Using a Living Trust To Avoid a Conservatorship

The inter vivos trust is more flexible than other devices commonly used in planning for mental or physical incapacity, although its use is not limited to these situations. The trustor may be the trustee and simultaneously a beneficiary. The trustor can provide for a successor trustee to serve on his or her death or incapacity or whenever he or she decides to cease acting as trustee. Alternatively, the trustor may name the spouse, adult child, attorney, accountant, or corporate fiduciary as trustee or joint trustee and retain complete power to manage the trust or to direct the trustee until he or she becomes incapacitated or otherwise declines to act. Further, a trust can provide adequately and flexibly for the care of not only the trustor or trustors, but also their children and grandchildren, even while the trustors are living.

One disadvantage of a trust is that an individual’s ability to create or revoke a trust requires that he or she have the capacity to enter into contracts. Therefore, a trust ordinarily cannot be created to meet the needs of an incapacitated trustor, nor may an existing trust be modified or revoked unless the trust agreement specifically allows that action when necessary or advisable for a person who lacks the capacity.

The cost of administration if a paid trustee is used is still a disadvantage. A trustee’s fees are higher than expenses of the informal devices discussed earlier and may be incurred much earlier than fees in a court-supervised guardianship or conservatorship. Fees can be minimized in various ways. For example, all initial trustee fees may be avoided if a member of the family acts as trustee or if the trustor acts as his or her own trustee and is later succeeded by a family member.

Although creating a revocable trust is not a gift and there is thus no gift tax liability, taxable gifts result from creating an irrevocable trust for any part of the property no longer under the donor’s dominion and control, e.g., a remainder interest vested in a third party. The trust corpus may also be includable in the donor’s estate, for example, if he or she has retained a life estate in it or, as trustee, has the right to determine who receives the income.

Attorney and Executor Fees For Probate

The personal representative and the attorney are EACH entitled to the fee shown on this page. If extraordinary services are performed by them, the court will allow a reasonable fee for those services. Total amount of Executor’s commission probate estate (same as attorney fees) + % of total probate estate

15,000 600 4% of total
50,000 1,650 3% of total
100,000 3,150 2% of total
150,000 4,150 2% of total
200,000 5,150 2% of total
300,000 7,150 2% of total
400,000 9,150 2% of total
500,000 11,150 2% of total
600,000 13,150 2% of total
700,000 15,150 2% of total
800,000 17,150 2% of total
900,000 19,150 2% of total
1,000,000 21,150 1% of total
1,250,000 23,650 1% of total
1,500,000 26,150 1% of total
2,000,000 31,150 1% of total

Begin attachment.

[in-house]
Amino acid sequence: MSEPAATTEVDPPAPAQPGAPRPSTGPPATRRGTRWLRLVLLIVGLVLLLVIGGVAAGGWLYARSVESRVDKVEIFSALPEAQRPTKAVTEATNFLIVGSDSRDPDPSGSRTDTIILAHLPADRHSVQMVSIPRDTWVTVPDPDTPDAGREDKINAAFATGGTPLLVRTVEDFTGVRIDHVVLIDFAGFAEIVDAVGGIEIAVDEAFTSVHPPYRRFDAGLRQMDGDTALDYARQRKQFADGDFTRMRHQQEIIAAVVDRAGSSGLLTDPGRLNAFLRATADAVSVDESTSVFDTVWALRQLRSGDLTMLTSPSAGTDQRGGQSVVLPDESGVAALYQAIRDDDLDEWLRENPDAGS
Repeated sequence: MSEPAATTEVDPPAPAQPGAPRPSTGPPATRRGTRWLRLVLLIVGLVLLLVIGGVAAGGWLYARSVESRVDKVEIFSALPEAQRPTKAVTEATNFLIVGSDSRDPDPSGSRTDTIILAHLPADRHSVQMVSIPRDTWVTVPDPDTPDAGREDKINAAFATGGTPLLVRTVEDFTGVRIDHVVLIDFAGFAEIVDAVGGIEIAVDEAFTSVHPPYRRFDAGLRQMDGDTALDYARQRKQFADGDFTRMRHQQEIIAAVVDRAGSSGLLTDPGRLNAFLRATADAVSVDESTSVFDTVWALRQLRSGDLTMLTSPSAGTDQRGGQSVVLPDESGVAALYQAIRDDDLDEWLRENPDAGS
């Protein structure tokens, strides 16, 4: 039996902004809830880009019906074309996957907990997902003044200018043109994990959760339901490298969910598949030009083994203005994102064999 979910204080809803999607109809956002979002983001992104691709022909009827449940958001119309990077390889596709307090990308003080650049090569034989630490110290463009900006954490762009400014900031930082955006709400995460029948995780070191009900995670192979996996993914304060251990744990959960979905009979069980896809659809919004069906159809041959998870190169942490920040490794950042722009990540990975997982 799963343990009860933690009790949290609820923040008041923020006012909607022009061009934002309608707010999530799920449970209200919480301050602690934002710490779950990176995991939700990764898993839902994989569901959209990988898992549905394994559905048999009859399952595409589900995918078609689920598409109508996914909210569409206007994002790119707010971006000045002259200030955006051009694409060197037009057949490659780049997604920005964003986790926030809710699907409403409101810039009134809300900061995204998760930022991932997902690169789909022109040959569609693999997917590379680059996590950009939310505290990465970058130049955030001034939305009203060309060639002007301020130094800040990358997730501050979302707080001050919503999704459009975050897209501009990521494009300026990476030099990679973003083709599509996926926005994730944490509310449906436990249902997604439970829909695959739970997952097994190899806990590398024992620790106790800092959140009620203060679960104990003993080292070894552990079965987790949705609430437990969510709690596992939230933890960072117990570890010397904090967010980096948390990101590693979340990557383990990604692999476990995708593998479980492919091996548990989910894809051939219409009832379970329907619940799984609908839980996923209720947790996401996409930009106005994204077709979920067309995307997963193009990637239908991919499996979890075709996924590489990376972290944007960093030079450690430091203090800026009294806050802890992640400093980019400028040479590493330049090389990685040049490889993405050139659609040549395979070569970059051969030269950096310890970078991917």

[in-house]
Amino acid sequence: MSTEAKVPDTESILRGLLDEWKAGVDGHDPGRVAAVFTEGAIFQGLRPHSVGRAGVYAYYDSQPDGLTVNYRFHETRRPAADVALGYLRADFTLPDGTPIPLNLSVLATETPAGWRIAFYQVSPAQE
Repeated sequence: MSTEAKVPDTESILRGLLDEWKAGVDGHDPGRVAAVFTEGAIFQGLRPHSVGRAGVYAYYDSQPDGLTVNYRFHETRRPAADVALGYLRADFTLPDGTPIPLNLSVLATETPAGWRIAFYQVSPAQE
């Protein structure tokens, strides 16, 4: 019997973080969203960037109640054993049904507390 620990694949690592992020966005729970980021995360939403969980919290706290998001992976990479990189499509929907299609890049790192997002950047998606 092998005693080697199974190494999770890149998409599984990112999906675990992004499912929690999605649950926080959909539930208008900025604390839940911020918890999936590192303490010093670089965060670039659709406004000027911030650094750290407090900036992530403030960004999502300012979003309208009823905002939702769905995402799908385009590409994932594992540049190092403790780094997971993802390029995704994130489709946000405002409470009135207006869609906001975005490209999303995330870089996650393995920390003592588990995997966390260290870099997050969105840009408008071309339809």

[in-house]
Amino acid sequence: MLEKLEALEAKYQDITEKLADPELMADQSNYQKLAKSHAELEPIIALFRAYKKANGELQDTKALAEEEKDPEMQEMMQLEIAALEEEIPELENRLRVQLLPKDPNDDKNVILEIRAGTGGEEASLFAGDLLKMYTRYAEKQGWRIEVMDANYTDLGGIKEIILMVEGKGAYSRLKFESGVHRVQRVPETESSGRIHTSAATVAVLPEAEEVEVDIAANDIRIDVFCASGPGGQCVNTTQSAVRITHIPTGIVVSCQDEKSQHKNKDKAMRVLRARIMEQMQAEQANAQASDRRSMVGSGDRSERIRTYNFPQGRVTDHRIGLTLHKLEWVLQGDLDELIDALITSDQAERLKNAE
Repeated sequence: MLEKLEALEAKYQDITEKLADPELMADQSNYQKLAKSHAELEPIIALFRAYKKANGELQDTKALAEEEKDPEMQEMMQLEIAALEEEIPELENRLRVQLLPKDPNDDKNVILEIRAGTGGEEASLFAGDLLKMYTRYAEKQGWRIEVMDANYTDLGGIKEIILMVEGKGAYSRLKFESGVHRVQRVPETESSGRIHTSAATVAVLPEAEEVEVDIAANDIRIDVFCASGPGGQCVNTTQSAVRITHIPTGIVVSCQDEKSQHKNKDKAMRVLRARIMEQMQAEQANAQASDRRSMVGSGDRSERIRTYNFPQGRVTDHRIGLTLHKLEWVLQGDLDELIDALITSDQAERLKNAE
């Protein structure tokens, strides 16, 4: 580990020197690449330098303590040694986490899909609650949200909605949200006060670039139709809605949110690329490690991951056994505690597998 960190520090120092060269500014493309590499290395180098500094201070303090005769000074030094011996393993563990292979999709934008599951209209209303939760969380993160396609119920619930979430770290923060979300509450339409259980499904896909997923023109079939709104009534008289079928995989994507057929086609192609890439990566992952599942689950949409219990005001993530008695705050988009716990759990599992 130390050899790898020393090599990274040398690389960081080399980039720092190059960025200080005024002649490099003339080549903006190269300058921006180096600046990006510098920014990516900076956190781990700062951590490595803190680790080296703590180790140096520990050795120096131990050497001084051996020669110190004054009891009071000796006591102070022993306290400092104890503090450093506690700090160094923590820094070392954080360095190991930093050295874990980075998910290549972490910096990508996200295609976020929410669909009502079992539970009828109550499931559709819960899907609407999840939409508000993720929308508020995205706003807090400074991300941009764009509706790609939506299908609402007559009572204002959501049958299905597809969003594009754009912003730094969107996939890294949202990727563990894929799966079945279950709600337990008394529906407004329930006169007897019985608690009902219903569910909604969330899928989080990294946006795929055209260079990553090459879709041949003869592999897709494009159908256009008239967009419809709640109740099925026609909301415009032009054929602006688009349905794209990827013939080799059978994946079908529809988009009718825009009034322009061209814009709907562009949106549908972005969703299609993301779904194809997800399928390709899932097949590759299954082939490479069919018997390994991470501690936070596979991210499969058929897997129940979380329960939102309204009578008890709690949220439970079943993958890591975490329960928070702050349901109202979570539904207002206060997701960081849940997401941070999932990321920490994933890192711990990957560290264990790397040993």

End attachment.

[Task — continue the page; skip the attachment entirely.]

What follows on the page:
Methods For Avoiding Probate

Because of the many drawbacks to the probate process, many people choose to have their property pass outside of probate. The most common ways to pass property outside of probate include:

  1. A revocable Living Trust. This is the most popular form of probate avoidance. A living trust acts very much like a will except that it avoids the probate process.
  2. Joint tenancy. In a joint tenancy, each joint tenant owns an equal share of the property. When one of the joint tenants dies, their share will automatically go to the surviving joint tenant. Since joint tenancy property does not go through probate, you cannot transfer joint tenancy property by a will.
  3. Life insurance. The proceeds of your life insurance policy will pass directly to the beneficiaries that you named on the policy.
  4. Pay-on-death bank accounts. In these types of accounts (savings, checking, bank money market, certificate of deposit), you will name the person(s) who are to receive any money that remains at your death. While you are alive, the person you name will have no rights to access these accounts.
  5. IRAs and other retirement plans. Many retirement plans will allow you to name a person to receive any money that remains at your death.

The Disadvantages of Probate

The disadvantages of probate proceedings are:

  • Probate costs can be expensive because of the fees paid to both the executor and the attorney.
  • The proceedings are time consuming, and the delays are excessive.
  • Court proceedings are inflexible.

The Advantages of Probate

The advantages of probate proceedings are:

  • Court protection for the heirs and beneficiaries.
  • Probate cuts off the claims of creditors after the four-month period following the issuance of letters testamentary. The personal representative must give notice to known creditors of the estate. A similar procedure exists for the revocable living trust.
  • The transfer of title in a probate is a public record that prevents problems with title companies.
  • Court supervision is available to answer questions and resolve disputes.
  • The probate estate is a separate taxpayer and some tax savings may result.
  • The costs of probate are deductible for income tax and death tax purposes, if properly planned.

What is Probate?

Probate is a method of transferring assets under court supervision as provided in a will, or, if a person dies without a will, of transferring assets under court supervision to heirs in accordance with state law.

Assets in the decedent’s name alone (separate property) must be probated to transfer title. Community and quasi-community property must be probated if it is left by will to someone other than the surviving spouse. Assets that cannot be controlled by a person’s will are not subject to probate. They include:

  1. assets in joint tenancy.
  2. life insurance policy proceeds.
  3. death benefits from qualified retirement trusts, Keogh Plans, IRAs.
  4. assets held in living trusts.

If the decedent left a valid will, the will is filed on death in the probate court, and the court, if it accepts the will, appoints an executor. If the decedent left no will, the court appoints an administrator to serve. The executor or administrator are fiduciaries whom the court supervises.